While she’s skirted by shades of Dickens’s comic grotesque Mrs Gamp, Johnson’s Smith is also a woman prone to deep earnestness and yearning, or poreirewa. By the time readers meet Elizabeth she is elderly, and debilitated by physical complaints. Her longing for the two adult sons she has left behind in the colony, Henry and Ish, is countered only by some belated correspondence, and by her displaying their framed ‘likenesses’ in her sleeping chambers.
The disability of old age has turned this once self-determined peripatetic into a recluse haunting lodging rooms, railway carriages, and friends’ tea-rooms. She is limited to recalling her colonial past through the haze of her body’s pain, a haze exacerbated by the mixtures and compounds of her murky Cup of Grace. She is slow; her teeth have rotted; her looks have dulled. Nonetheless, she delights in the ‘disguise’ of her old age: ‘don’t all old women look alike with their white caps and collapsing faces, all individual colour and beauty erased?’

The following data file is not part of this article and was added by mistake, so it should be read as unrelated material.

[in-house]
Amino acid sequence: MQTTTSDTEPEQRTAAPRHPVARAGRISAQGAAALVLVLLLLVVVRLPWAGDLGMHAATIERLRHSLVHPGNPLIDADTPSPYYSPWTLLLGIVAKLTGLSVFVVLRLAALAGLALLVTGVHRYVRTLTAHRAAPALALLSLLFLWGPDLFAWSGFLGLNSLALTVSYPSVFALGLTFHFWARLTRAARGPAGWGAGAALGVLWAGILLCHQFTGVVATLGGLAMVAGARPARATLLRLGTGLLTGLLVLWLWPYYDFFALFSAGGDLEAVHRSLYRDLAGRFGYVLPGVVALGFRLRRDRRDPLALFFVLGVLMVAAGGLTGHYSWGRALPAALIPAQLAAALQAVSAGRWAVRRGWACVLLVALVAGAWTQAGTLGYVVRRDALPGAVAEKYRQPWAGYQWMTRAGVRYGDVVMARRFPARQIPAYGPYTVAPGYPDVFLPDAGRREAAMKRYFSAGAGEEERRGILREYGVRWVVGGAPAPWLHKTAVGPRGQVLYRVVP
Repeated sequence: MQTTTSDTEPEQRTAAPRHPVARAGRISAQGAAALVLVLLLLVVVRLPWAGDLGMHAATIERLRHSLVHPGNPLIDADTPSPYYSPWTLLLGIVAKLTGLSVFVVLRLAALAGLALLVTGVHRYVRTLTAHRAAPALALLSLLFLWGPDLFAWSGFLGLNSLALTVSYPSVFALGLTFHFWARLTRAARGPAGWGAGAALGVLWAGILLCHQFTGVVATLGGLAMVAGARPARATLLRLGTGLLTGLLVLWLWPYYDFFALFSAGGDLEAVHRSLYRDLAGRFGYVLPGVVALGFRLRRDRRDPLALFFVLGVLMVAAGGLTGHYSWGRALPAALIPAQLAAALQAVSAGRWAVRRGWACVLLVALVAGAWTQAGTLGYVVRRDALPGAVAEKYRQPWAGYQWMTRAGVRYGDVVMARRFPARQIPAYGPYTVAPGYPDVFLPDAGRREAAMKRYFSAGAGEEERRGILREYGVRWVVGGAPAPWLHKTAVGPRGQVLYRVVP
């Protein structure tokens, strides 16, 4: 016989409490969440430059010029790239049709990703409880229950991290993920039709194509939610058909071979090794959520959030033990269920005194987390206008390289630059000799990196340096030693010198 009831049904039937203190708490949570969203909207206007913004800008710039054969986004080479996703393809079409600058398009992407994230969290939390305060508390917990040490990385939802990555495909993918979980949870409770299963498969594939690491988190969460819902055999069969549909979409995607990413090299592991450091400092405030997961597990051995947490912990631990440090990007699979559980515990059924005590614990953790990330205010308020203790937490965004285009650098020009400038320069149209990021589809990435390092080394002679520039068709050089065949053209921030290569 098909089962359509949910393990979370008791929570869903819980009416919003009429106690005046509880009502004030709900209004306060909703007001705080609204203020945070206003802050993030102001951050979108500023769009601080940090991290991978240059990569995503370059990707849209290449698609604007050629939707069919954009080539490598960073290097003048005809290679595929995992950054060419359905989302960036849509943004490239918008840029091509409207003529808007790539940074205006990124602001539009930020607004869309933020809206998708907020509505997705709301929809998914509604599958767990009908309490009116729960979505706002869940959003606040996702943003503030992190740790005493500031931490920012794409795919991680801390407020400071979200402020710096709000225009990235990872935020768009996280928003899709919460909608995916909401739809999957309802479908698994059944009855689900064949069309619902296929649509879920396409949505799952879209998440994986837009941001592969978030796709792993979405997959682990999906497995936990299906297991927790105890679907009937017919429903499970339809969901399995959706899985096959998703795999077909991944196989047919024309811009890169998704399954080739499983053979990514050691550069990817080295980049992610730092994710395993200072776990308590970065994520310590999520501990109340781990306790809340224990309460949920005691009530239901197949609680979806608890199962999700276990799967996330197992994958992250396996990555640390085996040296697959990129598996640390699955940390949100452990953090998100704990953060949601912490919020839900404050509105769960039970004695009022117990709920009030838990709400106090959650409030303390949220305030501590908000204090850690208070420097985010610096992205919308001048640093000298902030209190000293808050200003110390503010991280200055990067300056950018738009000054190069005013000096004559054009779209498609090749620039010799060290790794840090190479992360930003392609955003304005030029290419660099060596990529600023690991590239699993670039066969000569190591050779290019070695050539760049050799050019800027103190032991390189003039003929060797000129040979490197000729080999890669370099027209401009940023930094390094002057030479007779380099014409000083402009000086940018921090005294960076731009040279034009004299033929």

Surfaces are always an important harbinger for characters, as for the reader. Elizabeth’s friend-cum-caregiver, Mr. Griggs, searches for the young face within the old, while the mysterious Miss Tripp, with her uncanny resemblance to Elizabeth’s son Henry, searches without success for the good looks she was promised in the woman who briefly replaced her mother as her father’s wife.